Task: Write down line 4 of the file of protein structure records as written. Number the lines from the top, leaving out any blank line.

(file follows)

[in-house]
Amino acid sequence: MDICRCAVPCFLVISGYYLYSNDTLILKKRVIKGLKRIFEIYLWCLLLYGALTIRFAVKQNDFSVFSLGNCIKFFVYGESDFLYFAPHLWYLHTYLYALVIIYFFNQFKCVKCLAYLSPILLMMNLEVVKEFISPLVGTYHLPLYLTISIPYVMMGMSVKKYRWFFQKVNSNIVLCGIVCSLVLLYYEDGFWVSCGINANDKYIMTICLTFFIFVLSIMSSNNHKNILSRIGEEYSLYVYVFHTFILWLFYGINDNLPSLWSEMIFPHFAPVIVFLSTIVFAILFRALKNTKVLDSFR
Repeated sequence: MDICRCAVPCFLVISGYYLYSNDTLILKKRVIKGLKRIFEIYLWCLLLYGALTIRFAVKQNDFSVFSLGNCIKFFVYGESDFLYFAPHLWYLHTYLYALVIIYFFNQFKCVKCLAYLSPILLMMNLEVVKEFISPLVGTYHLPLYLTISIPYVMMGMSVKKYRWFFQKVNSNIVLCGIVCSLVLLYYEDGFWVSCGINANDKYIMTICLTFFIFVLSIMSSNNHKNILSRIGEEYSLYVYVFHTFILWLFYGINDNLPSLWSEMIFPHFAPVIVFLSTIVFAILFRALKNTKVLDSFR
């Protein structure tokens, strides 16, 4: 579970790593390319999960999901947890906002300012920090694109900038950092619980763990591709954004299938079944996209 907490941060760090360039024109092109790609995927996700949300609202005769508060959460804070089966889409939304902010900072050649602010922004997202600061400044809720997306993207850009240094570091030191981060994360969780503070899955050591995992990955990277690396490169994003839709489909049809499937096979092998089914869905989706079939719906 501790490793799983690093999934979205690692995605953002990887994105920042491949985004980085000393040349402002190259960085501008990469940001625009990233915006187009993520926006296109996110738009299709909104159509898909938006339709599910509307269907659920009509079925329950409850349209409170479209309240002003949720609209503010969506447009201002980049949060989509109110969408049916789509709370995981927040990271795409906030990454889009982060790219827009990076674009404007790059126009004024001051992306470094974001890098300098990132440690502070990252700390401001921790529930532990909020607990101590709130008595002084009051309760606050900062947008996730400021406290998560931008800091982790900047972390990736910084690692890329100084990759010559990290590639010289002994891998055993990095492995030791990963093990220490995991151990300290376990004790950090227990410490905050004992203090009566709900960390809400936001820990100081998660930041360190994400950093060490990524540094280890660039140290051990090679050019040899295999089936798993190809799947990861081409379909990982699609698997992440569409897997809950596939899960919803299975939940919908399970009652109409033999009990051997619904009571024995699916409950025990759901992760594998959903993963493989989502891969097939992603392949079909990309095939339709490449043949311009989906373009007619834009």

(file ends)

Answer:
């Protein structure tokens, strides 16, 4: 579970790593390319999960999901947890906002300012920090694109900038950092619980763990591709954004299938079944996209 907490941060760090360039024109092109790609995927996700949300609202005769508060959460804070089966889409939304902010900072050649602010922004997202600061400044809720997306993207850009240094570091030191981060994360969780503070899955050591995992990955990277690396490169994003839709489909049809499937096979092998089914869905989706079939719906 501790490793799983690093999934979205690692995605953002990887994105920042491949985004980085000393040349402002190259960085501008990469940001625009990233915006187009993520926006296109996110738009299709909104159509898909938006339709599910509307269907659920009509079925329950409850349209409170479209309240002003949720609209503010969506447009201002980049949060989509109110969408049916789509709370995981927040990271795409906030990454889009982060790219827009990076674009404007790059126009004024001051992306470094974001890098300098990132440690502070990252700390401001921790529930532990909020607990101590709130008595002084009051309760606050900062947008996730400021406290998560931008800091982790900047972390990736910084690692890329100084990759010559990290590639010289002994891998055993990095492995030791990963093990220490995991151990300290376990004790950090227990410490905050004992203090009566709900960390809400936001820990100081998660930041360190994400950093060490990524540094280890660039140290051990090679050019040899295999089936798993190809799947990861081409379909990982699609698997992440569409897997809950596939899960919803299975939940919908399970009652109409033999009990051997619904009571024995699916409950025990759901992760594998959903993963493989989502891969097939992603392949079909990309095939339709490449043949311009989906373009007619834009």